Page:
The Grand Prix Of Belgium

One thing you can be sure of at the Belgian Grand Prix; it’s never going to be a boring race.

After a mixed starting grid, a spectacular crash determined much of Sunday’s Grand Prix. If you’ve been reading the British or Italian newspapers then you’ll have already seen a call for Romain Grosjean’s head.

In the opening seconds of the race the Lotus driver made contact with Lewis Hamilton, causing a chain reaction that saw Fernando Alonso, Sergio Perez and Kamui Kobayashi as part of the collateral damage. Alonso’s weekend was over, as were Sauber’s and Hamilton’s, who was already dealing with more heavy criticism.

Shortly before the race Hamilton posted telemetry charts of his and Jenson Button’s cars to his Twitter account. This was after a Saturday evening spent Tweeting his frustrations about a bad qualifying session earlier. Many of the Tweets were quickly deleted with Hamilton left to explain himself. It’s obvious the McLaren contract negotiations are far from complete and the weekend’s events certainly haven’t given him any advantage.

After the crash, the race carried on and despite the lack of Hamilton or Alonso on track, it ended up being a fantastic one to watch. Jenson Button was the star of the show in his MP4-27, which clearly outpaced the rest of the grid. Button maintained the lead for every lap from start to finish and secured his second win of the season. This came after his first pole since 2009 and a long stint of bad drives in 2012.

Sebastian Vettel also had one of his best drives of the season. After qualifying 11th, Vettel managed to secure second place after battling with both Kimi Raikkonen and Michael Schumacher. Despite all the excitement of the day, the highlight was some pristine racing between Raikkonen and Schumacher.

It was F1 wheel-to-wheel at its best as the drivers battled for 3rd, ending in a spectacular pass by Raikkonen in Eau Rouge.

The talk following the race was how the FIA would handle Grosjean’s punishment and the driver was eventually handed a race suspension. A lot of people have varying opinions on the matter and while I think Grosjean’s driving was overly aggressive and at times moronic, he should not have been suspended for a race. This event marks more inconsistent governing by the FIA who seem to enjoy making examples out of drivers, rather than making fair calls. They explicitly said in their report that the crash “eliminated leading championship contenders from the race”. If this isn’t playing favorites, I don’t know what is. Something also tells me that had it been back marker drivers involved and not the championship leader, Grosjean would still be racing at Monza.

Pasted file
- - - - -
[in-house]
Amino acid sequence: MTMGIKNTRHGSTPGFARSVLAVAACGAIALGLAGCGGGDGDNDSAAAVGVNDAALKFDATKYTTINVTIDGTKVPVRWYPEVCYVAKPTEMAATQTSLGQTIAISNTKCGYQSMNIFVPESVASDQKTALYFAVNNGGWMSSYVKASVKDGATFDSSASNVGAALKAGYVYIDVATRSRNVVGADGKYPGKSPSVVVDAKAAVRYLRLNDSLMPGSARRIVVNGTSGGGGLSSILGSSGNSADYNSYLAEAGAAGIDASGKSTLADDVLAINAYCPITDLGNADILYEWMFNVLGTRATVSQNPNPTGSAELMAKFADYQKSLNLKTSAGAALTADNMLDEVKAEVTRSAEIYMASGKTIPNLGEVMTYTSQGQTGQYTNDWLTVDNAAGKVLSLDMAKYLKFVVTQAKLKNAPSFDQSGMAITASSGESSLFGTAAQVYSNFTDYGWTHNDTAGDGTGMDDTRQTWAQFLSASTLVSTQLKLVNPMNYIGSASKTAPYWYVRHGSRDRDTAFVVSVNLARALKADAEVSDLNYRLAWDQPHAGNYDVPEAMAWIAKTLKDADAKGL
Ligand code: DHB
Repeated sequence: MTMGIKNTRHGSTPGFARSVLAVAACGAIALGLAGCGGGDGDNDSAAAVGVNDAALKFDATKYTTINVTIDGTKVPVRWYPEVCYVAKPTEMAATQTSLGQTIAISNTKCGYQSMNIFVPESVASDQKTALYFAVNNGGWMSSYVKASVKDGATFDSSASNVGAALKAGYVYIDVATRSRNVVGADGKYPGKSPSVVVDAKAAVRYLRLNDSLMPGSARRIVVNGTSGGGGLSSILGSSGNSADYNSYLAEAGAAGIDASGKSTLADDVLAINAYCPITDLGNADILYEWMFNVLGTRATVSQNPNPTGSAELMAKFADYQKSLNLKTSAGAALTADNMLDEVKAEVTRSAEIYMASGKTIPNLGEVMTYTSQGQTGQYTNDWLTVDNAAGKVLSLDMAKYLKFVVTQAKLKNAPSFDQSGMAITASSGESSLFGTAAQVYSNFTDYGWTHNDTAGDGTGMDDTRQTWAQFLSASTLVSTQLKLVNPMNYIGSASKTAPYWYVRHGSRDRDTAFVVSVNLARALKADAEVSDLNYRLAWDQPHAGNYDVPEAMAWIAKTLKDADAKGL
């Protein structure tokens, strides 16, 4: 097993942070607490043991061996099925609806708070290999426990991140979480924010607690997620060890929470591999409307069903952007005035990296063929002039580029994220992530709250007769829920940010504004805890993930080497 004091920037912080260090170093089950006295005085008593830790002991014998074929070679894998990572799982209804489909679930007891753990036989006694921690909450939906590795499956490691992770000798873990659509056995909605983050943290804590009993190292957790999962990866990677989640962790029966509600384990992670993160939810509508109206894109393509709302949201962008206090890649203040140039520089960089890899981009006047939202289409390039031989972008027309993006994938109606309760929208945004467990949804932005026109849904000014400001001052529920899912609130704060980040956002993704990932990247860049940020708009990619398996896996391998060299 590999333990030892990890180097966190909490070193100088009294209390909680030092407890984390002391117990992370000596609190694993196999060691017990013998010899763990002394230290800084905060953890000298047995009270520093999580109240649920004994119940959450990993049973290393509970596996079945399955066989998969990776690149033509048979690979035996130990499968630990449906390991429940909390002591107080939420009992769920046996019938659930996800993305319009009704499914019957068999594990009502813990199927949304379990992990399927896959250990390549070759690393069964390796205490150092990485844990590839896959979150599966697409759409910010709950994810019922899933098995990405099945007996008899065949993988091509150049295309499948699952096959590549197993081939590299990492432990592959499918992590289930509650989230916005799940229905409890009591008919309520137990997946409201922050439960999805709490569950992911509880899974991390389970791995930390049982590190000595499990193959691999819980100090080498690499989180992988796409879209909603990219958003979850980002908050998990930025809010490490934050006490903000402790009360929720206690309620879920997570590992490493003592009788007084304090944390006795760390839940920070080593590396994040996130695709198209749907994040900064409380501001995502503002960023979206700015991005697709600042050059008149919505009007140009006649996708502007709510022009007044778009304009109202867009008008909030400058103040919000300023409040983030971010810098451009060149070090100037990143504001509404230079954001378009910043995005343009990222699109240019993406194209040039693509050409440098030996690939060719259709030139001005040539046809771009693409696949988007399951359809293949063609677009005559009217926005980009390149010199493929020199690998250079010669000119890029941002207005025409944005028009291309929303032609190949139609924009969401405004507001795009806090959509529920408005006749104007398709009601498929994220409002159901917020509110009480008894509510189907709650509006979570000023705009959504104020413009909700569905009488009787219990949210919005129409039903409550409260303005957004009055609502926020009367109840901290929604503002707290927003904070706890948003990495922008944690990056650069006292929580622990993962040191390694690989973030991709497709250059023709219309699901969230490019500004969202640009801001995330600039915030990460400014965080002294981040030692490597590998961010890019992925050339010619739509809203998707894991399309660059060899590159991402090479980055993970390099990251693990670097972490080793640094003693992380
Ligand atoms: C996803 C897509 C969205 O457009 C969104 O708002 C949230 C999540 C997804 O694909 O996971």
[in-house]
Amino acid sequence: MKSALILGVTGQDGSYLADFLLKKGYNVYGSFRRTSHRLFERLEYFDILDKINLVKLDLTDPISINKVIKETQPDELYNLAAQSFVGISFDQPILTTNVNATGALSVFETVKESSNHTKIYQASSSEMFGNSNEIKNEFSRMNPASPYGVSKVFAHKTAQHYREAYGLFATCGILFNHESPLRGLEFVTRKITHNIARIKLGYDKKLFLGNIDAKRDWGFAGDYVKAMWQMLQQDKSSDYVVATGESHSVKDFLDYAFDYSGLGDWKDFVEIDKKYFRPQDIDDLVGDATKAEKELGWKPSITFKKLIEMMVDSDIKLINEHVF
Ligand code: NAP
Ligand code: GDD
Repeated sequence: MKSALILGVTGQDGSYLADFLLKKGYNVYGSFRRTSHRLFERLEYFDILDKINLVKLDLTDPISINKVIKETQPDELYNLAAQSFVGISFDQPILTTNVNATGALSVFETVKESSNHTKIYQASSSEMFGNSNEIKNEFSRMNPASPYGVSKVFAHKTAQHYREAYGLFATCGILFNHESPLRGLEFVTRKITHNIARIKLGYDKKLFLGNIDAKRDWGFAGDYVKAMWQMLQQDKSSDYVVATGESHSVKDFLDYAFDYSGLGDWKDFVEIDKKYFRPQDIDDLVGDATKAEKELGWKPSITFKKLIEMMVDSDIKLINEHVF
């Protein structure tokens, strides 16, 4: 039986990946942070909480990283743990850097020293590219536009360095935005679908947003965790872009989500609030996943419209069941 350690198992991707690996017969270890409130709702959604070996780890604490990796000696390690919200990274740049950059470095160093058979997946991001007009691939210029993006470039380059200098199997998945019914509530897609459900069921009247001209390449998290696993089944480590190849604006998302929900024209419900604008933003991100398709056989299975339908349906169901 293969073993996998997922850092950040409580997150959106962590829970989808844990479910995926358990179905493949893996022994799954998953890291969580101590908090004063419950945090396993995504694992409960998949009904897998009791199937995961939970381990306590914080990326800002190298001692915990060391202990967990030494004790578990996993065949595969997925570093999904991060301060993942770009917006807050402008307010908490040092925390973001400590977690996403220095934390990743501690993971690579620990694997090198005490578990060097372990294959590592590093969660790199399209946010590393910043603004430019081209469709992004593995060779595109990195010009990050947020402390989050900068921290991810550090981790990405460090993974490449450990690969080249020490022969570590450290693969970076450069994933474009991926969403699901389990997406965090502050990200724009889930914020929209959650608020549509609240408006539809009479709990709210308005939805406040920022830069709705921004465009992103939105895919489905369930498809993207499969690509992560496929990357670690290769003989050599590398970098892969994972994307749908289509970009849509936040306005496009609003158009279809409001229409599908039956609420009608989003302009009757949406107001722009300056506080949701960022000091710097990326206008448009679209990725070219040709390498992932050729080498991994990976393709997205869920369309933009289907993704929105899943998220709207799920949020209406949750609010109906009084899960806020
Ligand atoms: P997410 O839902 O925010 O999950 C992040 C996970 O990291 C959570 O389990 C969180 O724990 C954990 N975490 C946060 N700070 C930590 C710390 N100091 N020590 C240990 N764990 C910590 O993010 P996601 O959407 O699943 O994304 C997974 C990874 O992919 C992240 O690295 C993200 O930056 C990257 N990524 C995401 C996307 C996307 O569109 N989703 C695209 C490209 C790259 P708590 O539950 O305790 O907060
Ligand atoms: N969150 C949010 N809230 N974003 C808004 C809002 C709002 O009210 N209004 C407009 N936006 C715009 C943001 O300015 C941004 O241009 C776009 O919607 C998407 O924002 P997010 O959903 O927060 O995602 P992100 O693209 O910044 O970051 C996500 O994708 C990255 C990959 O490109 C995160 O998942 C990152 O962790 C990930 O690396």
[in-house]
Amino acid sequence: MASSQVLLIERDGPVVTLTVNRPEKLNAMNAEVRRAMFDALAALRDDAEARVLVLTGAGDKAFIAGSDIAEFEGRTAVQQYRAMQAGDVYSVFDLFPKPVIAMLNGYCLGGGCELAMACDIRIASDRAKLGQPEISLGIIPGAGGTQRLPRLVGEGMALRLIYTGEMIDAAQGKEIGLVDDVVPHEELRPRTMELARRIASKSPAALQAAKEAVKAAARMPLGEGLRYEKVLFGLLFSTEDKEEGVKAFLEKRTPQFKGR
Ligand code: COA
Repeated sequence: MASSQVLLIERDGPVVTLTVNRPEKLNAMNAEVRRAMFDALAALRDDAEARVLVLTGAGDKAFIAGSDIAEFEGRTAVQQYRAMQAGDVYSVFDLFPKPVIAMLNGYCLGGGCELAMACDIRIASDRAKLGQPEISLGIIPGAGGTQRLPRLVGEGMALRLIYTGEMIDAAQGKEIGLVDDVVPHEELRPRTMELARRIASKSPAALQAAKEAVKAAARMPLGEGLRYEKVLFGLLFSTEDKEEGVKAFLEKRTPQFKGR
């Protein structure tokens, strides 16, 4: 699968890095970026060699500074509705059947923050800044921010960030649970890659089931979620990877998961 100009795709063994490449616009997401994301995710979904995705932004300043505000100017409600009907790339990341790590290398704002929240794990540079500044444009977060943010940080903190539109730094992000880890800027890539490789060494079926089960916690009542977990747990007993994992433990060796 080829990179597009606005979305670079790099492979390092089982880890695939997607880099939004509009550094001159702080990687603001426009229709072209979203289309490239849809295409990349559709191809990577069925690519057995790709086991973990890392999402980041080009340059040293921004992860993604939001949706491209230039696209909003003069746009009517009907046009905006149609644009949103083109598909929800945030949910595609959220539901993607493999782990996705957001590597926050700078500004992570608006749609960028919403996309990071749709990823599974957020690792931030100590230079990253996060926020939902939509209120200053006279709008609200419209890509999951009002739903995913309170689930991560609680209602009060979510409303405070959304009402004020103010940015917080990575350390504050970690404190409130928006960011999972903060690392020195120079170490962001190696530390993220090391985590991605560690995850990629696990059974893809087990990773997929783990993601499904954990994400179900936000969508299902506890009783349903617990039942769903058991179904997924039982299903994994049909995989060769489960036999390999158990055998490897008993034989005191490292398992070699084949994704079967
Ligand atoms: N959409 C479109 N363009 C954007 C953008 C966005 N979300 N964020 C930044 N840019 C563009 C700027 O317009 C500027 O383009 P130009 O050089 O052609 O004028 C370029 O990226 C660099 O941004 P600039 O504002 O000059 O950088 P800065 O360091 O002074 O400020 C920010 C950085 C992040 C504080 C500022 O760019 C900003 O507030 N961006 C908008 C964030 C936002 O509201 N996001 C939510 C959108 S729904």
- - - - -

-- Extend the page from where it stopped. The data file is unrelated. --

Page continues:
Understandably, the backlash from the British and Italian presses have been harsh, putting additional pressure on the FIA to make the situation “right”. At the end of the day, crashing is part of professional motor sports and it’s something all the drivers understand. If the FIA wants to single out a driver, why not go after Pastor Maldonado? The Williams driver has had more incidents this year and evaded the kind of harsh punishment that Grosjean was handed.

Always leave it to Spa for a great race each and every year. It’s no wonder it’s one of the most popular tracks on the F1 calendar. The talk is already shifting to the Italian Grand Prix, which is now less than a week away. The circus will be at Monza this Friday with the Tifosi in full swing!

Photos courtesy of F1 Fanatic.


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